Greeks Reject Austerity Measures, Finance Minister Resigns

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Mon, Jul 6 - 3:30 am EDT | 3 years ago by
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The citizens of Greece have spoken: the country will refuse to comply with the strict austerity measures called for by the other countries in the Eurozone that aim to repair Greece’s devastated economy. In doing so, Greece has thrown a wrench into the negotiations involving an international bailout for its ailing financial system, with critics warning that Greece has only worsened its bargaining position thanks to the bold move.

Greek Prime Minister Alexis Tsipras
Photo by Milos Bicanski/Getty Images

Greek Prime Minister Alexis Tsipras, who has only held the office for five months, spearheaded the opposition to the austerity measures. The referendum, called for by Tsipras, was the first vote of its kind in the country in over four decades. Sixty-one percent of voters rejected the austerity measures while only 37 percent voted in favor of them.

“Today we celebrate the victory of democracy,” Tsipras said in a televised address. “We proved even in the most difficult circumstances that democracy won’t be blackmailed,” he said. Tsipras’ government had claimed that rejecting the austerity measures would give Greece the ability to negotiate a more favorable bailout without having to accept the draconian restrictions supported by countries like Germany and France.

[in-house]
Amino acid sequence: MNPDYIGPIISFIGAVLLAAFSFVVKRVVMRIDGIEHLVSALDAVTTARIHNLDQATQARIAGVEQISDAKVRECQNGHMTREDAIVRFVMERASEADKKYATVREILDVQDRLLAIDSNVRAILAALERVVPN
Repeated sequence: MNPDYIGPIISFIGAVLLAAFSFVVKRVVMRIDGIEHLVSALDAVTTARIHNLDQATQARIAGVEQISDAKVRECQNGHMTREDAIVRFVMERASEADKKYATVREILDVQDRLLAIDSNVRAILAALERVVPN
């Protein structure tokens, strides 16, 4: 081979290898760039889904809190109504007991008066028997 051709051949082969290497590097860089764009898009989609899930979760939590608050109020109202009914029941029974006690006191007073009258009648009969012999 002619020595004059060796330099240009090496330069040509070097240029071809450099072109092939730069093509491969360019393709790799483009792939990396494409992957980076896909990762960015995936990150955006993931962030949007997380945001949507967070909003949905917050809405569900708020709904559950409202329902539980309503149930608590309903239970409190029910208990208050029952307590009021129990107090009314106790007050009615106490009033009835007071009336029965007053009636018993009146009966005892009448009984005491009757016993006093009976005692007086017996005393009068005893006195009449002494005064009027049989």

While the mood is largely jubilant across Greece, with a sizable crowd gathering to celebrate in front of the parliament building in Athens, officials throughout the rest of Europe have expressed concern for the country’s future. “For recovery of the Greek economy, difficult measures and reforms are inevitable,” said Jeroen Dijsselbloem, leader of the Eurogroup and finance minister for the Netherlands. “We will now wait for the initiatives of the Greek authorities.”

Other influential European figures were not as optimistic. Sigmar Gabriel, vice chancellor and economic minister of Germany, said that Tsipras has “torn down the last bridges, across which Europe and Greece could move toward a compromise. By saying ‘no’ to the eurozone’s rules, as is reflected in the majority ‘no’ vote, it’s difficult to imagine negotiations over an aid package for billions.”

Last week, the Greek government implemented a severe limitation on cash withdrawals from ATMs in order to combat a dramatic lack of capital in the country. Citizens are currently only allowed to withdraw 60 euros daily, or $67, and it is unclear how long the limitation will last. Some analysts worry that the situation will worsen so much that Greece will be forced to print its own currency, especially if Tsipras is unable to secure a bailout deal in the short term.

 Greek Finance  Minister Yanis Varoufakis
Photo by Milos Bicanski/Getty Images

After voters rejected the austerity measures in Sunday’s referendum, voting against the bailout terms, on Monday Greek Finance Minister Yanis Varoufakis announced his resignation. There was no immediate announcement of his replacement.

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